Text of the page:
Tuesday 15 March 2016
Hansard of the Legislative Council
Mr Finch (ROSEVEARS) - Mr President, the response to Tasmania's bushfire emergency in January and February demonstrated just how far we have come since our emergency in 1967. I remember vividly that during those catastrophic fires in Hobart, particularly in 1967, I was a young broadcaster at 7HT in Hobart and we were disseminating as much information as we could to the community. It was interesting because the other radio stations, ABC and 7HO, deferred to 7HT, so they did not cover any information about the fires and it was all referenced to 7HT. We were open 24/7 for about three or four days. Ric Paterson was the local hero who ran most of that information. As much information as possible about the bushfire situation was on 7HT.
It was a time of chaos and confusion. Communications between emergency services at that stage were primitive compared to today and nobody really understood the total picture. Things are different today. We have satellite pictures, helicopter water bombing and a highly efficient communication system. However, there is still room for improvement.
One of the big success stories this summer was a highly efficient community relations program run by the Tasmanian Fire Service. It is a statewide program. I would like to explain how it worked in the Nunamara area in the member for Apsley's electorate.
There was a big, deliberately lit fire which raced over more than 800 hectares on the southern side of the Tasman Highway, a few kilometres from Nunamara. Coincidentally, the TFS held a fire information day at the Nunamara Hall a few months before the fire. Residents who attended were given extensive briefings on how to make decisions when their properties were under threat from a bushfire. Many of them arranged for later visits to their homes by the community relations fire officer who ran the briefing that day, David Cleaver. He was able to discuss where a fire threat was likely to come from, how fire around buildings would behave, access for the fire vehicles and crews, and more importantly, the best way to evacuate.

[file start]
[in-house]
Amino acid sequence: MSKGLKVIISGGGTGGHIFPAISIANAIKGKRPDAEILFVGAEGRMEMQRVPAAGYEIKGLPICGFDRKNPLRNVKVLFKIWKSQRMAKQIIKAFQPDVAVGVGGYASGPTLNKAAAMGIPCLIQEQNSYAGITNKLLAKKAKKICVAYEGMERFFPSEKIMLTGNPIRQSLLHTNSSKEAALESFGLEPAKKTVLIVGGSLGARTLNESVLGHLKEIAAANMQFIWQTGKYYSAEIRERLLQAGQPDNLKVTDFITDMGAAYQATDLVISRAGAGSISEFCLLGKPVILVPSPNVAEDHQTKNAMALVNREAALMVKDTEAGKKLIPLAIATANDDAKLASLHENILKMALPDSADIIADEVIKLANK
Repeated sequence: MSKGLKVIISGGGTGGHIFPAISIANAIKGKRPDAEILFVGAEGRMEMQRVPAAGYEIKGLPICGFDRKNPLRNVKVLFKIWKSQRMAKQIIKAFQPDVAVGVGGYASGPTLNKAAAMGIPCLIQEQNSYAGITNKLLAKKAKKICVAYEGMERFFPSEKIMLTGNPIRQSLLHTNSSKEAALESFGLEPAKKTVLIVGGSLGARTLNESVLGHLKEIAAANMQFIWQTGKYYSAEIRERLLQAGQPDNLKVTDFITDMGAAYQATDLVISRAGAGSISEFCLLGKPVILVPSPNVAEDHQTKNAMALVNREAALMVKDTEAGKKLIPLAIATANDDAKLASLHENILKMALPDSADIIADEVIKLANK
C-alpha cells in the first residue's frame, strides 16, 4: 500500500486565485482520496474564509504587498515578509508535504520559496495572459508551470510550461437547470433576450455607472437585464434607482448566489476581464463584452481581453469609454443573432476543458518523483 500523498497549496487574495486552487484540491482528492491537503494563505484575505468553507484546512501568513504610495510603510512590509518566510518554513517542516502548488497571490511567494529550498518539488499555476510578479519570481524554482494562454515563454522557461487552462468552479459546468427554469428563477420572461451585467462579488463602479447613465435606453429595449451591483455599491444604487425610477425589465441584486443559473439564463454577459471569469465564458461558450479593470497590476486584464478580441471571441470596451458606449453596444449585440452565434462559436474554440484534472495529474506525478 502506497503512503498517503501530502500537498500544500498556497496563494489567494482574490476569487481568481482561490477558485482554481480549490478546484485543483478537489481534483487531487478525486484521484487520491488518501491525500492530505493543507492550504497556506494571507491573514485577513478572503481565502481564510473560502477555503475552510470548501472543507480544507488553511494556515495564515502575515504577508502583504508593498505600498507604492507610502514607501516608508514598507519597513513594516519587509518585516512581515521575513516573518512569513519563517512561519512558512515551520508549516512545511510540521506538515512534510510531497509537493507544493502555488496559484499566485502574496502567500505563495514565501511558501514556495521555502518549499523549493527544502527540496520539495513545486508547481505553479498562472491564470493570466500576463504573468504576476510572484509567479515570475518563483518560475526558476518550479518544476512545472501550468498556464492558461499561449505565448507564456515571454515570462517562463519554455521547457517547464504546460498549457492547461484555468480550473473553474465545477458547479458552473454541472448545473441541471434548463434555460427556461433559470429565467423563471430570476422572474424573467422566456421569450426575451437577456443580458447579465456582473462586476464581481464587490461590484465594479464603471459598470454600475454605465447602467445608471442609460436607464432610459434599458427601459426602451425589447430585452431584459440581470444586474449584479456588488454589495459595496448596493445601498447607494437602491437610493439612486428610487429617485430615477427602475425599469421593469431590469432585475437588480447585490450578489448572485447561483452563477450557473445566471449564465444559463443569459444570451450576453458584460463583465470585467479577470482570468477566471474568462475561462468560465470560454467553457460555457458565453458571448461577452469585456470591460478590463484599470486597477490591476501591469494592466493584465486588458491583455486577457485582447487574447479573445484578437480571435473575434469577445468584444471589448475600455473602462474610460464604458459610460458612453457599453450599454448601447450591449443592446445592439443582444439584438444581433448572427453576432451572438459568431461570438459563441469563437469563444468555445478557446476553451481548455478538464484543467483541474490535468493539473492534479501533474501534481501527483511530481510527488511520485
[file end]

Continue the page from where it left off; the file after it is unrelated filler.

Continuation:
Fortunately, the Nunamara fire which was started on Saturday 16 January was not fanned by high winds and temperatures were not excessive. Nevertheless, it took weeks to control. During that period residents could keep in touch with the situation, not only through the TFS website but directly with the fire brigade headquarters set up at the Nunamara Hall where people were able to get details of exactly where the fire front was moving, expected local weather conditions and a host of other information. David Cleaver was the source of all that detailed information.
It was a good example of the potential for residents to cooperate with firefighters on the ground. Local dams were used for the helicopter water bombing, and because residents were kept fully informed they could adapt their strategies for protecting their properties.
All these present and future developments must be adequately funded. The Premier said last summer's firefighting will probably exceed $25 million. As he said, Tasmania cannot afford that every fire season. Given that prevention is better than cure, the Government must continue to ensure that the Tasmania Fire Service is adequately funded and equipped.
Whenever an acute situation occurs, the ABC local emergency services broadcast those half hourly updates now. This national service has been developed by a former member of the ABC's Launceston news staff, Ian Mannix, with whom I worked many years ago. He would be a special interest story in himself. He is quite a character but has done a wonderful job with what the ABC now presents during the fire crisis times.
We have come a long way since 1967. It is just as well with the predictions of worsening bushfire risk. We await the result of the study announced by the Premier in his Address. We also look forward to technical improvements such as the use of heat imaging drones which will be able to get close to hotspots without risking lives.